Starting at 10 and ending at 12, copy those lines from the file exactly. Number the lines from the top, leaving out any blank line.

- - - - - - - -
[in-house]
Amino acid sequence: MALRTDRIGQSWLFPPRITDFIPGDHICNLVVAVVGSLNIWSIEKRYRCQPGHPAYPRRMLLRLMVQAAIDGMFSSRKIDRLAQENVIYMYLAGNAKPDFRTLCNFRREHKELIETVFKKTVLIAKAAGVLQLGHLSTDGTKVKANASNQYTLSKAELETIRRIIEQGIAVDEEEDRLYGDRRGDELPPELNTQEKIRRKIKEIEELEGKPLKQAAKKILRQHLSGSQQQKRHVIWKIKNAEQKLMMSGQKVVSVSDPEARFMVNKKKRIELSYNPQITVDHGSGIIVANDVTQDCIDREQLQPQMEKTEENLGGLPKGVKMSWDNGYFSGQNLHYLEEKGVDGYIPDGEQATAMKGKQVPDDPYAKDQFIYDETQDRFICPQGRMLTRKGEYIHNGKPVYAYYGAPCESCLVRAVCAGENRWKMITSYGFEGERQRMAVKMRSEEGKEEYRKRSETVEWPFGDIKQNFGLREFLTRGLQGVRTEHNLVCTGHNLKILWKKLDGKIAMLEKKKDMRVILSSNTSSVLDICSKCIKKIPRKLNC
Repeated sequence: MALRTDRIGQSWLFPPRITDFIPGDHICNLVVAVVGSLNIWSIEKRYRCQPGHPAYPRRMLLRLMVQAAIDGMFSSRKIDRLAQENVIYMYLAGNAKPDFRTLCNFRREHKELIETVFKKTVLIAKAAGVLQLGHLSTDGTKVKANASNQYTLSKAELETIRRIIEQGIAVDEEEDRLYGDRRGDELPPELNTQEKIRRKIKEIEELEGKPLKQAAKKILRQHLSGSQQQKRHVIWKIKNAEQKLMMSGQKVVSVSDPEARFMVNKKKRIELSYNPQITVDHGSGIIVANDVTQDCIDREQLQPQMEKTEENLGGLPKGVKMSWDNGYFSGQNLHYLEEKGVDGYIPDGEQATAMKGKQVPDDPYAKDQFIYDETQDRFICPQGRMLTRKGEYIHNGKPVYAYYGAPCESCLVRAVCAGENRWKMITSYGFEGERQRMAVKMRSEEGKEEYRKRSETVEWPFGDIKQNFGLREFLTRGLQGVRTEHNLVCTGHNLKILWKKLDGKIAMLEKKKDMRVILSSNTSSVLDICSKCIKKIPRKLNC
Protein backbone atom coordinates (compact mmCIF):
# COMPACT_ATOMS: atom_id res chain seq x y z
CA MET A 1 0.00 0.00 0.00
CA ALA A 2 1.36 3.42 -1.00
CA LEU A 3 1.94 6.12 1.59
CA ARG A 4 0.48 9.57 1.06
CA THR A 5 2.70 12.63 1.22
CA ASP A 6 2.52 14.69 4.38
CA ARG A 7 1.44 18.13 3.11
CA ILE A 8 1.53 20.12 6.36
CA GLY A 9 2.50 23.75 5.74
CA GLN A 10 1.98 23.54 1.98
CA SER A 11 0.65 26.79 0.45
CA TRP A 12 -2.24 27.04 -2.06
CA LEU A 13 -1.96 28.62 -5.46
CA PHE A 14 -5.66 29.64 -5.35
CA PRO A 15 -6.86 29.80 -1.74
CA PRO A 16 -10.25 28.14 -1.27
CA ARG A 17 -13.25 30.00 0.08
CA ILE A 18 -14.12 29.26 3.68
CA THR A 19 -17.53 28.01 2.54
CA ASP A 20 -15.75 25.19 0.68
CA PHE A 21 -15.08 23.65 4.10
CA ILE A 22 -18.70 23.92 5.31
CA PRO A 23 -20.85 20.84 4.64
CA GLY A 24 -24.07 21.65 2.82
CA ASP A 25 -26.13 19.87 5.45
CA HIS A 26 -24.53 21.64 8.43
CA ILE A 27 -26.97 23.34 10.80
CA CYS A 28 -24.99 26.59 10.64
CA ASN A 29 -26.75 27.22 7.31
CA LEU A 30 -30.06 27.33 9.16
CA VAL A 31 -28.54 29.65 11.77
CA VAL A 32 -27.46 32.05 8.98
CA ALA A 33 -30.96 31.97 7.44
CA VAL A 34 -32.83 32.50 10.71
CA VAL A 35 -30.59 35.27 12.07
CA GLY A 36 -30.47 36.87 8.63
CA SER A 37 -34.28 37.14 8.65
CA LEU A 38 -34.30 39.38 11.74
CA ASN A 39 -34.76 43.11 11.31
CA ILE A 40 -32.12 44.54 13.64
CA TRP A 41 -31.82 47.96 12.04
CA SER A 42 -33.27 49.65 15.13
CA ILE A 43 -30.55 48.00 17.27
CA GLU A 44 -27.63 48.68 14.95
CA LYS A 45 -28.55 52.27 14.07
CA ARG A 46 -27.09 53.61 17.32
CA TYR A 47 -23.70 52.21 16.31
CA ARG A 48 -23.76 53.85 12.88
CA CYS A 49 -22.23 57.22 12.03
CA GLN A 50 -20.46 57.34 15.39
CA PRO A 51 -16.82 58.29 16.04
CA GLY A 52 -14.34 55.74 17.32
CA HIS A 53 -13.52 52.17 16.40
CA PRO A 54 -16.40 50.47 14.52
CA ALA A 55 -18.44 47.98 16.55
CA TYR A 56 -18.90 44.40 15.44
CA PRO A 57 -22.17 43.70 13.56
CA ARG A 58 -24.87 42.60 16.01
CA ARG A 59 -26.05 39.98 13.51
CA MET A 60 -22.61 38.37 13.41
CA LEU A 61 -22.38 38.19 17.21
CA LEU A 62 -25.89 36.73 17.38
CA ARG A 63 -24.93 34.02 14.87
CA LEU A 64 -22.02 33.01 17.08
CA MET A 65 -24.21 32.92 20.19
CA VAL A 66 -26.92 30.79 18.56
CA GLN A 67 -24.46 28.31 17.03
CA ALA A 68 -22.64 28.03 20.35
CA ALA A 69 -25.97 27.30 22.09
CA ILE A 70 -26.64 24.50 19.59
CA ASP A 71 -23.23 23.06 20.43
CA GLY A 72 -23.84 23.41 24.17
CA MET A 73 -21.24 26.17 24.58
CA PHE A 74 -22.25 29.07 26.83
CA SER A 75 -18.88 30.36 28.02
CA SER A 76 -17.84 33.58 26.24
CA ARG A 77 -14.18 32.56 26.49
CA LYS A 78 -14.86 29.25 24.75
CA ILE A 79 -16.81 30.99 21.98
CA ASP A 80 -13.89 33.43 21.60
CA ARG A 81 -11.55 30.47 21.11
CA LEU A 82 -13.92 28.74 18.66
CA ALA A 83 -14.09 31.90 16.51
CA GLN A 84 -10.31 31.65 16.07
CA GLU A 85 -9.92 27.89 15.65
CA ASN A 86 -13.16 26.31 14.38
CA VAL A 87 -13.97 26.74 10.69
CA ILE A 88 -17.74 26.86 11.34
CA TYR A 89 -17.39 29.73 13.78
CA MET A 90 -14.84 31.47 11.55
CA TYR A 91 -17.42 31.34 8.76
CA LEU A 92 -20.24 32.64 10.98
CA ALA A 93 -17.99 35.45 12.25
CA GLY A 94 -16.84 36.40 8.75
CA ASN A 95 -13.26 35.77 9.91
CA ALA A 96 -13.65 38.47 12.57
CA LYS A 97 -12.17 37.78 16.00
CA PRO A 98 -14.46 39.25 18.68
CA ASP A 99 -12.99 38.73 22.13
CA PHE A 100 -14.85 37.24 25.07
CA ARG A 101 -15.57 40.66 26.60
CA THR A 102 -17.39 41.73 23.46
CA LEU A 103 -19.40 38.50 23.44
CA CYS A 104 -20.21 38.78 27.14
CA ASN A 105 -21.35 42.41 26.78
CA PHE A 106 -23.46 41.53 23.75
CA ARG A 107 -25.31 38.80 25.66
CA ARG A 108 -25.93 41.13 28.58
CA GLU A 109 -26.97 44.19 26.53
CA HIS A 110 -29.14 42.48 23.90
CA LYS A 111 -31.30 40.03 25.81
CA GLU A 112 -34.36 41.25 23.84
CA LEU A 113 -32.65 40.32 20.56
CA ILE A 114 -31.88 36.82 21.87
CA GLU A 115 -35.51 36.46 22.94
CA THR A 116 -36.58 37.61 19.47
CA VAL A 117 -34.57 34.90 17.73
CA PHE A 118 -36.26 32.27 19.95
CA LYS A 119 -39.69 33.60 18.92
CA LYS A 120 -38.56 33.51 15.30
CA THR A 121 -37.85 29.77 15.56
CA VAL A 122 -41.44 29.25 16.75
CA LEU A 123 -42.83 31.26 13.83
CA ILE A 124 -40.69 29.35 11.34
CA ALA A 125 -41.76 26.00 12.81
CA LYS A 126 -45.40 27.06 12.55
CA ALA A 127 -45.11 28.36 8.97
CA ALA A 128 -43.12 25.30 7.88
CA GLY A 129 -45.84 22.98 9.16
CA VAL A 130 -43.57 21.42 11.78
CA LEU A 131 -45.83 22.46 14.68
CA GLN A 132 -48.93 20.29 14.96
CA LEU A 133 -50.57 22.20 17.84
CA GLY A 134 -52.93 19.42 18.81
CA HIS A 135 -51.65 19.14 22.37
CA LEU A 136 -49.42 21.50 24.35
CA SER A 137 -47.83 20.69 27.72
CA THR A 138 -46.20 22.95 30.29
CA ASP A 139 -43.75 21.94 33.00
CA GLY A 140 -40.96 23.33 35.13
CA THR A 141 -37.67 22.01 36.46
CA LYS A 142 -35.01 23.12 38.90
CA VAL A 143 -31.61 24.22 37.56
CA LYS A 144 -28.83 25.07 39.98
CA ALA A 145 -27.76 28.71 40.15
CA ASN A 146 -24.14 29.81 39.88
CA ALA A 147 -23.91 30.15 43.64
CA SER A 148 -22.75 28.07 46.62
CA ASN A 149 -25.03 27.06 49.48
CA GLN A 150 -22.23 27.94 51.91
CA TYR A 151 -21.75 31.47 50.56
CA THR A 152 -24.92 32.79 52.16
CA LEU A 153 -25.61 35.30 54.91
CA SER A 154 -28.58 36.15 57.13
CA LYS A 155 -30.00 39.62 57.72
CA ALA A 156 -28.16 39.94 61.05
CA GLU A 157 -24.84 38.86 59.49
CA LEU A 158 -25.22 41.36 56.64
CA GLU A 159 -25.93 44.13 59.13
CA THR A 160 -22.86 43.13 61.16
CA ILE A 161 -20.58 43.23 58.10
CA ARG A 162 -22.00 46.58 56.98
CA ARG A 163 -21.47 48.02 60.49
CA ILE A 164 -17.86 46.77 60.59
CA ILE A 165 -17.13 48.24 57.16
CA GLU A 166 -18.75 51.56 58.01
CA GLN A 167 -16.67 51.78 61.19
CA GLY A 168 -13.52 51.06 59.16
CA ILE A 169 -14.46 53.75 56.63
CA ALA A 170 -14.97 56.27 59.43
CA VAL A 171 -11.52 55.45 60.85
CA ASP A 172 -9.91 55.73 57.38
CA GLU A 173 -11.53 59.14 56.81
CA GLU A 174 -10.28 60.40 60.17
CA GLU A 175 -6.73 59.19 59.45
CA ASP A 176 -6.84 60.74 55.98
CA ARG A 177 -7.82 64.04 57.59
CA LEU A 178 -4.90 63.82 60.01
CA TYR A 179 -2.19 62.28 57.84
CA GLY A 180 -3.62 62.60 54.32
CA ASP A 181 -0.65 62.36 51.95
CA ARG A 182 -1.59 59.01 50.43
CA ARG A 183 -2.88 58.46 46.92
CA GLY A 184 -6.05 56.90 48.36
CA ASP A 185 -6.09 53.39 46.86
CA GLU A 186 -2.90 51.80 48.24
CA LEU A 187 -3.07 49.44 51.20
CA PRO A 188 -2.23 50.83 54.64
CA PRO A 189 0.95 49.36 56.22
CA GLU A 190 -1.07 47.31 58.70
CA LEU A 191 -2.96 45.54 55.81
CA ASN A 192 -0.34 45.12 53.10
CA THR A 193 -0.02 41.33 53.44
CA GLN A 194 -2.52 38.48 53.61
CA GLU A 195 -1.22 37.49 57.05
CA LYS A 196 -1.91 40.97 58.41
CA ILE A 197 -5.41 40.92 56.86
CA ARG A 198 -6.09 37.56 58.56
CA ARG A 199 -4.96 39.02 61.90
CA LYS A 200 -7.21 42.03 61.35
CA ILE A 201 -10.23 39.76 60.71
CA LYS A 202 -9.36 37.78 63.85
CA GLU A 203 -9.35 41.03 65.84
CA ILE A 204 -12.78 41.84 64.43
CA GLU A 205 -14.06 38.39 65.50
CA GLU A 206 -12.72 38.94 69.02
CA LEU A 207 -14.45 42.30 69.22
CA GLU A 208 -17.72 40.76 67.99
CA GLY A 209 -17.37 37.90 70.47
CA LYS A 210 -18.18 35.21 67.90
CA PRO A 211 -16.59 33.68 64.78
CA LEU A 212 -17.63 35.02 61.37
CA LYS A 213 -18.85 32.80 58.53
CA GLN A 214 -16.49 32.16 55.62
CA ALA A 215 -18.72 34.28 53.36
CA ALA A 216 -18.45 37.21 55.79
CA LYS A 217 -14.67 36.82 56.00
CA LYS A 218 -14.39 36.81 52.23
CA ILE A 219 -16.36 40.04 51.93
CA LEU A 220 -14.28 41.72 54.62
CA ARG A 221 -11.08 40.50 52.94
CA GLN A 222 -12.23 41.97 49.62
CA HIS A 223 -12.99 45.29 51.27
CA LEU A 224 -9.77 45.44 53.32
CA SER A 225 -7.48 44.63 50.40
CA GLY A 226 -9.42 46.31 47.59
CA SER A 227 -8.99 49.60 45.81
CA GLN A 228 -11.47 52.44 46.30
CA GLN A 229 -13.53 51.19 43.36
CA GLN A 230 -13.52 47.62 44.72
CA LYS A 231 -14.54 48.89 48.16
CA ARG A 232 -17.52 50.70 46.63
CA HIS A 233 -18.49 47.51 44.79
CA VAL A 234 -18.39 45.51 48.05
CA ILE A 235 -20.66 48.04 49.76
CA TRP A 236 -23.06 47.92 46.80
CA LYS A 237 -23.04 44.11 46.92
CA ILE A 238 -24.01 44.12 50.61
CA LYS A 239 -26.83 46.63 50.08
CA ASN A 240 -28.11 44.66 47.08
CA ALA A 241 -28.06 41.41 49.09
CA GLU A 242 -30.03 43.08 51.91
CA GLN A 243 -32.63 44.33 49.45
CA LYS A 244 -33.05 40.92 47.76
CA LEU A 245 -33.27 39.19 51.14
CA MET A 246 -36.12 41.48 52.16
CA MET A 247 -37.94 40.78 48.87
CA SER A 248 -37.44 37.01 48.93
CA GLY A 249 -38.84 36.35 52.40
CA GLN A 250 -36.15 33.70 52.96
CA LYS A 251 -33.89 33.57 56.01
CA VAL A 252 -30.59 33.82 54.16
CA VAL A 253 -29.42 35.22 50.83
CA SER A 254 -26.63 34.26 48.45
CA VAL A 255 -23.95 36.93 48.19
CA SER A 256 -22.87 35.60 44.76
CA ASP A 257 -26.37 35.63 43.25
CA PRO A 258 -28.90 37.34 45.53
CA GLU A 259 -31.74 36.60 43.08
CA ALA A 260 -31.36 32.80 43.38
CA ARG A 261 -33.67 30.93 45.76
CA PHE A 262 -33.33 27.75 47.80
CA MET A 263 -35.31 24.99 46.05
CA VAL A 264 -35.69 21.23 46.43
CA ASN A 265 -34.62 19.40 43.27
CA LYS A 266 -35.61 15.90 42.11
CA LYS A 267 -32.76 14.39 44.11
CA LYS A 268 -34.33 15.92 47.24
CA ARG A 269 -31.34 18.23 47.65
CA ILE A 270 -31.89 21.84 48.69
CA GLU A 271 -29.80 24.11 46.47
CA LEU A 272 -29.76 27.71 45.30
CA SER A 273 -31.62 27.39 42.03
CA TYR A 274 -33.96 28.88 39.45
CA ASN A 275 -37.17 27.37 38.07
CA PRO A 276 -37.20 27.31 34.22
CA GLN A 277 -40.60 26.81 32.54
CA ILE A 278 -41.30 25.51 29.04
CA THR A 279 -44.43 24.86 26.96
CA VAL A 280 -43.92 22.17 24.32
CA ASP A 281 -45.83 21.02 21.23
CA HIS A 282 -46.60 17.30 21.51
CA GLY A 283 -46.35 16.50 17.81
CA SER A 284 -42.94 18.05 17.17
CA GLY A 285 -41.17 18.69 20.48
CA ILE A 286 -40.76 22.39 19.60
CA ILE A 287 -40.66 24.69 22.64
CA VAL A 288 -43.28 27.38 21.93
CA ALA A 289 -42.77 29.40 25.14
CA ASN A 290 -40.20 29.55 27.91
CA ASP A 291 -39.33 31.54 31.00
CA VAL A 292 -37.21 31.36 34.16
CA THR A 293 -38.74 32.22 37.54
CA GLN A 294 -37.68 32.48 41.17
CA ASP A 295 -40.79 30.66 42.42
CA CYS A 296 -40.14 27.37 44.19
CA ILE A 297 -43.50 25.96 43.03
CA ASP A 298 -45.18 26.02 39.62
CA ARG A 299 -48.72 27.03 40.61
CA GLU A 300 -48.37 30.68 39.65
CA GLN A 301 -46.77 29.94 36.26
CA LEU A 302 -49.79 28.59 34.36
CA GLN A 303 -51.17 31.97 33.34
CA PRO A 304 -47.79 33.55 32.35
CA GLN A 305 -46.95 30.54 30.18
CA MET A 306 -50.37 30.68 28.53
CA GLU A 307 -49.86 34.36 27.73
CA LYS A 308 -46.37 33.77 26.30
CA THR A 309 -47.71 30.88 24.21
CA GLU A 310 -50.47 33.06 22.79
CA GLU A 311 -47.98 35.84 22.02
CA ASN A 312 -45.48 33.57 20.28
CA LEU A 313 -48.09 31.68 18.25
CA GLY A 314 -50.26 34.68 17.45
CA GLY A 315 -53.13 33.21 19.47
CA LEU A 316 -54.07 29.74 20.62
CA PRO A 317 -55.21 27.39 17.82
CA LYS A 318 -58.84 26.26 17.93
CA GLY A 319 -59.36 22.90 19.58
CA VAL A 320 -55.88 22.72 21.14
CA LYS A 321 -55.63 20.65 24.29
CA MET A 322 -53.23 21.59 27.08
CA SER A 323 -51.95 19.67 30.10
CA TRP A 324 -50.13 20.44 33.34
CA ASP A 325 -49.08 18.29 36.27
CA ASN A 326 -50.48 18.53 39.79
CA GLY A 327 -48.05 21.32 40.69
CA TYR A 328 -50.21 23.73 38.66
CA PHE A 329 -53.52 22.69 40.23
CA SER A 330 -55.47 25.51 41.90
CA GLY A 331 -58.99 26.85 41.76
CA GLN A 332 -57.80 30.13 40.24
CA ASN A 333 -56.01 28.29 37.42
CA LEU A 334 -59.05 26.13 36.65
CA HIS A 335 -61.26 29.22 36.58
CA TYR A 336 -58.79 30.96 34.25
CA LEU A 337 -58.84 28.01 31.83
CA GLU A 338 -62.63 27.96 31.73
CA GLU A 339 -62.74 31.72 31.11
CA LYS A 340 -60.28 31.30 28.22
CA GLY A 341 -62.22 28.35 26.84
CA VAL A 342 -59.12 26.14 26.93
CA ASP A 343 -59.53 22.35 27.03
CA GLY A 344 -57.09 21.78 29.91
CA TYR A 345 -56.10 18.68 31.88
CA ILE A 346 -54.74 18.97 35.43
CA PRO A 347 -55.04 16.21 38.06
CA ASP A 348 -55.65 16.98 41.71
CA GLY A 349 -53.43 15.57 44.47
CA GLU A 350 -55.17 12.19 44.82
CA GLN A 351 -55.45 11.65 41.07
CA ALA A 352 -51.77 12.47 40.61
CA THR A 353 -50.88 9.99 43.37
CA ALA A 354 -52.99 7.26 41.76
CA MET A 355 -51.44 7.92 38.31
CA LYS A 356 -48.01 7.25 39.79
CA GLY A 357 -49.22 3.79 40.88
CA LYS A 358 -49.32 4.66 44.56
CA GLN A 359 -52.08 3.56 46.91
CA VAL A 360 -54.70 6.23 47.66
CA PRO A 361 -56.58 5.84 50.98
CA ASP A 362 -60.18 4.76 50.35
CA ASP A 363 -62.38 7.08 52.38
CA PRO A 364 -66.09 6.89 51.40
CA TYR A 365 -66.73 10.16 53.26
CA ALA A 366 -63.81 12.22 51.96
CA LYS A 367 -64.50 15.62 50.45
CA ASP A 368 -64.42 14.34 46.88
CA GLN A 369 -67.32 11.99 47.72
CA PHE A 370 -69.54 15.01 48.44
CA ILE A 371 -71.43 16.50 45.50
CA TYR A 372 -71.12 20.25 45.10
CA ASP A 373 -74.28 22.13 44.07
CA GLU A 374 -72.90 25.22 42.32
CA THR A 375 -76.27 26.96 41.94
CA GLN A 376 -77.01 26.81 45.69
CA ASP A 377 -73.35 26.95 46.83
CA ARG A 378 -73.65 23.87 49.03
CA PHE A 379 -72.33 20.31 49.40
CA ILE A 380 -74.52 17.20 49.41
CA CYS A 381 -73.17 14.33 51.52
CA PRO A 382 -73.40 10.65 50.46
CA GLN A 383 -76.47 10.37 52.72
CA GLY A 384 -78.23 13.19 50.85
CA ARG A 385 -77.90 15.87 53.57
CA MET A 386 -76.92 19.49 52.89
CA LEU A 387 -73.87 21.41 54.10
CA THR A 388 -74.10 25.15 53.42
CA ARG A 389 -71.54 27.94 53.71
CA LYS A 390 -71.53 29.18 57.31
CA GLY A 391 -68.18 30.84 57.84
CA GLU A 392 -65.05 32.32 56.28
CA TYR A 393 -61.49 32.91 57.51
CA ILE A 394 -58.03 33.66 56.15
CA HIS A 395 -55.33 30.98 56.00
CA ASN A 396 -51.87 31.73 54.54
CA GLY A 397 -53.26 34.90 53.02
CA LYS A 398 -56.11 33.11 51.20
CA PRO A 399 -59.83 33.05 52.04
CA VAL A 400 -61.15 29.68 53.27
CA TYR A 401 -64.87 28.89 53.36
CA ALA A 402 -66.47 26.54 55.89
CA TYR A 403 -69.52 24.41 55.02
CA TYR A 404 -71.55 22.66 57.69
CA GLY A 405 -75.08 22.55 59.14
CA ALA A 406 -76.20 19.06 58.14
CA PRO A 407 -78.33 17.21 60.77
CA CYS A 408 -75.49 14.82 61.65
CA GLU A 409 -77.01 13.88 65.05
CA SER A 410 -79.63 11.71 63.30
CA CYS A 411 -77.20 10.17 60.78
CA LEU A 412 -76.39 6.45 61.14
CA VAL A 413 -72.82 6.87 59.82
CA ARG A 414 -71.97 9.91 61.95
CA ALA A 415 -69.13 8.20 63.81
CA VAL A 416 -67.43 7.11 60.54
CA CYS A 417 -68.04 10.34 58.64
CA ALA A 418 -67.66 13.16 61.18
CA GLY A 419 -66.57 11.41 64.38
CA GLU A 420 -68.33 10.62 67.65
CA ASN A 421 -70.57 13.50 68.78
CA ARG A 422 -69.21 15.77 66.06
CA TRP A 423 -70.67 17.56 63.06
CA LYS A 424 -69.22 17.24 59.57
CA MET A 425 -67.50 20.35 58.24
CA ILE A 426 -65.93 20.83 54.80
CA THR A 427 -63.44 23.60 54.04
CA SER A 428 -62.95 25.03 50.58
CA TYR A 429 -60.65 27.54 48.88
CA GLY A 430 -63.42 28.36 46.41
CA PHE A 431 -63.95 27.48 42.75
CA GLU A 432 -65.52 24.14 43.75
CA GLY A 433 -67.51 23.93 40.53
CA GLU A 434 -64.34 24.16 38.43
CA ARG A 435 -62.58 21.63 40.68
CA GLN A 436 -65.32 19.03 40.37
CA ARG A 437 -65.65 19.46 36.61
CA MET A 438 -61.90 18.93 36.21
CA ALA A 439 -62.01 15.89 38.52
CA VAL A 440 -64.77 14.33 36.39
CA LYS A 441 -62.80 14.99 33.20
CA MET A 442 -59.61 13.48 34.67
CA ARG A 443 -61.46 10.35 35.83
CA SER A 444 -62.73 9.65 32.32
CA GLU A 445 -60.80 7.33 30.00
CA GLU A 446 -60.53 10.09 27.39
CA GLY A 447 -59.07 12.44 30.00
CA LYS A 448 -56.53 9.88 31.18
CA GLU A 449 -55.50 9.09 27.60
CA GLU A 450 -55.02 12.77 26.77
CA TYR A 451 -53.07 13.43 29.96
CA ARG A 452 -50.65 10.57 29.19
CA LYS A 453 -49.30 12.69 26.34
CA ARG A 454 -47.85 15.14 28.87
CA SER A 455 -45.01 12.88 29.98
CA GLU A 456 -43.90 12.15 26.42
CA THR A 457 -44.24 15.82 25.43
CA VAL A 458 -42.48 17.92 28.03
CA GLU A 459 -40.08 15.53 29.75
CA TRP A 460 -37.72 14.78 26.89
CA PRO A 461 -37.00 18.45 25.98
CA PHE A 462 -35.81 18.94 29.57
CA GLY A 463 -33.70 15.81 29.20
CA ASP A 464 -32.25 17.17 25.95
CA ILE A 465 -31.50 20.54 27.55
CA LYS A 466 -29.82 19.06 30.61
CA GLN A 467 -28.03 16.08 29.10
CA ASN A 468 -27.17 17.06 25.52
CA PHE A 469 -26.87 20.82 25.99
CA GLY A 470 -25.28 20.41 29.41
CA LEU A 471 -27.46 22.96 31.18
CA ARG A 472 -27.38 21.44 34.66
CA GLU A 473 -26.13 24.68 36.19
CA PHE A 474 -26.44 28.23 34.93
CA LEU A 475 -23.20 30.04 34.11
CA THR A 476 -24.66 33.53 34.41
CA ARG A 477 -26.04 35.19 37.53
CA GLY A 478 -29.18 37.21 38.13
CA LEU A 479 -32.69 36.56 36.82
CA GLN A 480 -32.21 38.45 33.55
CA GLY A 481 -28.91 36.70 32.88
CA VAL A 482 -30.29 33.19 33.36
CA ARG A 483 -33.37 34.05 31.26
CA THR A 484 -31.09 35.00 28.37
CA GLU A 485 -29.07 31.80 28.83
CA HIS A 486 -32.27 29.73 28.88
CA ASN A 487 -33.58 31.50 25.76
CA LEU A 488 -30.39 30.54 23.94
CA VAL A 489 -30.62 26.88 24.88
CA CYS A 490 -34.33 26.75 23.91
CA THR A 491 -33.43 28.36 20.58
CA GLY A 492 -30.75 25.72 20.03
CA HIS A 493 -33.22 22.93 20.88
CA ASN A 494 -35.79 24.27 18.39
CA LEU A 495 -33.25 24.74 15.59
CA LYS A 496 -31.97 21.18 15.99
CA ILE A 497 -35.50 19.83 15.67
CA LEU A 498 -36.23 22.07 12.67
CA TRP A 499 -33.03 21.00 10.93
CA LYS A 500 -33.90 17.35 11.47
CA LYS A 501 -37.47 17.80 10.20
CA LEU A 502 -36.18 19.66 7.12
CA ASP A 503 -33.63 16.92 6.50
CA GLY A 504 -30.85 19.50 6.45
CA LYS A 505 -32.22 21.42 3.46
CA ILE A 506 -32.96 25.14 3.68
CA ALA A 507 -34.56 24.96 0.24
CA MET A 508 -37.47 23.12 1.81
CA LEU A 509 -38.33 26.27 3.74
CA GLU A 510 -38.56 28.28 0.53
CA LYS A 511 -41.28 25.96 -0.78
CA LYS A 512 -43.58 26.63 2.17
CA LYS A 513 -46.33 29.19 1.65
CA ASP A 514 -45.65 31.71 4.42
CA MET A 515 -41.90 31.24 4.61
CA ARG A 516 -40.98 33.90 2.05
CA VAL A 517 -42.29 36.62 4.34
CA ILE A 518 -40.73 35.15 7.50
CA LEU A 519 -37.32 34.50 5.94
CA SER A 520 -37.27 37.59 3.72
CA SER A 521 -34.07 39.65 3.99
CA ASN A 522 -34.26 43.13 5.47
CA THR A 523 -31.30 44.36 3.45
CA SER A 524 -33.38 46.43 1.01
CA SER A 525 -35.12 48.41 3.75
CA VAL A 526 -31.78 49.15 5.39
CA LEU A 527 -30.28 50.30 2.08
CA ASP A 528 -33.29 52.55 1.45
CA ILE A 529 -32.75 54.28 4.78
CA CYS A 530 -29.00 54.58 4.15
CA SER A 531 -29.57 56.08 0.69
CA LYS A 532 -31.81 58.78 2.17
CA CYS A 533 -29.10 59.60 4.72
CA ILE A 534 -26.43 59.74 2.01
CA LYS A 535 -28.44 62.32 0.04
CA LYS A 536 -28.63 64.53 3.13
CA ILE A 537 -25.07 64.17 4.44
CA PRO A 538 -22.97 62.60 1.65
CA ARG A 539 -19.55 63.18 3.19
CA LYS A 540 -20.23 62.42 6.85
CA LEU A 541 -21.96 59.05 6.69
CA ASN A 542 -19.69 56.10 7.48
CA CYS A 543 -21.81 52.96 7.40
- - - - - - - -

CA THR A 5 2.70 12.63 1.22
CA ASP A 6 2.52 14.69 4.38
CA ARG A 7 1.44 18.13 3.11